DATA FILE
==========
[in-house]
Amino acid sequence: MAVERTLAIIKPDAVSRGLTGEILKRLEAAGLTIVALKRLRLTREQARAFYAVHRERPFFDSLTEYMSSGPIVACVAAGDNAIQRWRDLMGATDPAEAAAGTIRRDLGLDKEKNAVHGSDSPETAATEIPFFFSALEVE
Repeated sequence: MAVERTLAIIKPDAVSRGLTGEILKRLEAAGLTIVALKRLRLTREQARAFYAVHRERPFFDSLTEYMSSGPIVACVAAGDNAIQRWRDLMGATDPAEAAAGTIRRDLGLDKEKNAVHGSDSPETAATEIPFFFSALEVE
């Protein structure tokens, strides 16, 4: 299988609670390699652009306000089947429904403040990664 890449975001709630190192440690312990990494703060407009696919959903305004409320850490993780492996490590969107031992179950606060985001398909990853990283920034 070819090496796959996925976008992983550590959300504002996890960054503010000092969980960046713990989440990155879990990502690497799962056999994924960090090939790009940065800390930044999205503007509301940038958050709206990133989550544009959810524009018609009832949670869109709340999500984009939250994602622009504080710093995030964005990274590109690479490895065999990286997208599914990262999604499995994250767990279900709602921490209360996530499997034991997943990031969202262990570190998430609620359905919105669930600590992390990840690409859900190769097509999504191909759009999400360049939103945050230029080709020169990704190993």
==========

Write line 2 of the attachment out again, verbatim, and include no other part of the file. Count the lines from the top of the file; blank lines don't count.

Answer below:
Amino acid sequence: MAVERTLAIIKPDAVSRGLTGEILKRLEAAGLTIVALKRLRLTREQARAFYAVHRERPFFDSLTEYMSSGPIVACVAAGDNAIQRWRDLMGATDPAEAAAGTIRRDLGLDKEKNAVHGSDSPETAATEIPFFFSALEVE